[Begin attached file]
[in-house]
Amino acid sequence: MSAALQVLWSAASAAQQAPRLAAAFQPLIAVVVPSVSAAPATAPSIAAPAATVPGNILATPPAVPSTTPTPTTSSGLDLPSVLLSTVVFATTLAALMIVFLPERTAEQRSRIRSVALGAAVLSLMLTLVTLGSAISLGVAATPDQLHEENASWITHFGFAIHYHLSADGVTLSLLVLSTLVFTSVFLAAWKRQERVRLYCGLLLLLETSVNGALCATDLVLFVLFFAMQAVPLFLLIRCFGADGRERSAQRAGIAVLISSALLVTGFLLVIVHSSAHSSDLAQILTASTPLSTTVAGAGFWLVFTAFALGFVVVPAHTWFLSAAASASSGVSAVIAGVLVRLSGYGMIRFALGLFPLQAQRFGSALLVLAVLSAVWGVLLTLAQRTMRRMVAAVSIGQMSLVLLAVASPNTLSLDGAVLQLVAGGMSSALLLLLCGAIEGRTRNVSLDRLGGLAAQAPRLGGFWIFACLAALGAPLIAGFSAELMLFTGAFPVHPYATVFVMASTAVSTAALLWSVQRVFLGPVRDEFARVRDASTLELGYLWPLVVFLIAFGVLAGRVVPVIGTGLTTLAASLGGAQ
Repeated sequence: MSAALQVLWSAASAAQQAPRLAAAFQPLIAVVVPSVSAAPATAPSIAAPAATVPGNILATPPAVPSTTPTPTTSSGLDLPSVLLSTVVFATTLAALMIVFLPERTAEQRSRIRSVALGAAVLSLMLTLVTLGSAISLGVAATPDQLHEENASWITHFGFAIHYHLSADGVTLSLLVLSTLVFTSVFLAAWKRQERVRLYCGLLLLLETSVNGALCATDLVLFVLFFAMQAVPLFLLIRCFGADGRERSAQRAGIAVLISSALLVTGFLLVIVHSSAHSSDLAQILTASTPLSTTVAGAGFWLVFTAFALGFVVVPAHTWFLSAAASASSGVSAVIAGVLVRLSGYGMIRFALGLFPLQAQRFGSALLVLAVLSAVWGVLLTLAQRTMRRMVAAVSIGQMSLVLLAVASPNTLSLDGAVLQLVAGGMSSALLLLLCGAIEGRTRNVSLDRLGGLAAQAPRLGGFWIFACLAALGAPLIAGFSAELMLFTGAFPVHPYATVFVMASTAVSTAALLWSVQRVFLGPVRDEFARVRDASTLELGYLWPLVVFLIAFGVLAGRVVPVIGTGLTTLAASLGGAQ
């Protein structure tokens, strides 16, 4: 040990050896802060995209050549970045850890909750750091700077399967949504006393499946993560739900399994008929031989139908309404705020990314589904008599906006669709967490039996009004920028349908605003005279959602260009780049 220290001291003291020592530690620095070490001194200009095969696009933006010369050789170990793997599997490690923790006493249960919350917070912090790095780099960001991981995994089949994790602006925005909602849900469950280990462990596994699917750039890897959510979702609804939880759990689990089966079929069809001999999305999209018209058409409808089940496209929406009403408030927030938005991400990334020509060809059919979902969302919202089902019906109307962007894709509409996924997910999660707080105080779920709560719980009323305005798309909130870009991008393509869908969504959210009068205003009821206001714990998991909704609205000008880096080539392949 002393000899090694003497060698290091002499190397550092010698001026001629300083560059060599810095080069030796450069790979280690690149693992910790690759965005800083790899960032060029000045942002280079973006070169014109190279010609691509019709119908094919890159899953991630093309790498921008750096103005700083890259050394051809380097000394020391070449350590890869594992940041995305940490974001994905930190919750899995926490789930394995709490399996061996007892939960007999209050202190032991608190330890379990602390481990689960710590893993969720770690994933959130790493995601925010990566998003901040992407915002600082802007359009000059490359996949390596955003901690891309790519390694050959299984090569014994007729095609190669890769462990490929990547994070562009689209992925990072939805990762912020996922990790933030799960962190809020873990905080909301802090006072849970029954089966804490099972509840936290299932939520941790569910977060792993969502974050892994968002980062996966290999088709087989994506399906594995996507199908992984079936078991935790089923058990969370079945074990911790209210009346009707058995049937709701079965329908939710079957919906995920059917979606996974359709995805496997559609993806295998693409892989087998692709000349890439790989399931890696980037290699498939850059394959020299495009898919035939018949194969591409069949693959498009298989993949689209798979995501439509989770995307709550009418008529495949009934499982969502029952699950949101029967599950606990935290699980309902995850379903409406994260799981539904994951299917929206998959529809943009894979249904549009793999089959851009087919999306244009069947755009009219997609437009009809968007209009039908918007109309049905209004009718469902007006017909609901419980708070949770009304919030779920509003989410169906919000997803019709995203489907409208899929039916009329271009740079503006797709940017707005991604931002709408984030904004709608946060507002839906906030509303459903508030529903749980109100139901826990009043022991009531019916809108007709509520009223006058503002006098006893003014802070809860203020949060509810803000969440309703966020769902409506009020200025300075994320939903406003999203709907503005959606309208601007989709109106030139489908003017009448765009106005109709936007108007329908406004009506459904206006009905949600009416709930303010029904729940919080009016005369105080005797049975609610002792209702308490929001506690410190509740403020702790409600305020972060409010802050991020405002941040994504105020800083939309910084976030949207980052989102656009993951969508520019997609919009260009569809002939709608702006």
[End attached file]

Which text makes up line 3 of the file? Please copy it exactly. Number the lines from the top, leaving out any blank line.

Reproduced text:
Repeated sequence: MSAALQVLWSAASAAQQAPRLAAAFQPLIAVVVPSVSAAPATAPSIAAPAATVPGNILATPPAVPSTTPTPTTSSGLDLPSVLLSTVVFATTLAALMIVFLPERTAEQRSRIRSVALGAAVLSLMLTLVTLGSAISLGVAATPDQLHEENASWITHFGFAIHYHLSADGVTLSLLVLSTLVFTSVFLAAWKRQERVRLYCGLLLLLETSVNGALCATDLVLFVLFFAMQAVPLFLLIRCFGADGRERSAQRAGIAVLISSALLVTGFLLVIVHSSAHSSDLAQILTASTPLSTTVAGAGFWLVFTAFALGFVVVPAHTWFLSAAASASSGVSAVIAGVLVRLSGYGMIRFALGLFPLQAQRFGSALLVLAVLSAVWGVLLTLAQRTMRRMVAAVSIGQMSLVLLAVASPNTLSLDGAVLQLVAGGMSSALLLLLCGAIEGRTRNVSLDRLGGLAAQAPRLGGFWIFACLAALGAPLIAGFSAELMLFTGAFPVHPYATVFVMASTAVSTAALLWSVQRVFLGPVRDEFARVRDASTLELGYLWPLVVFLIAFGVLAGRVVPVIGTGLTTLAASLGGAQ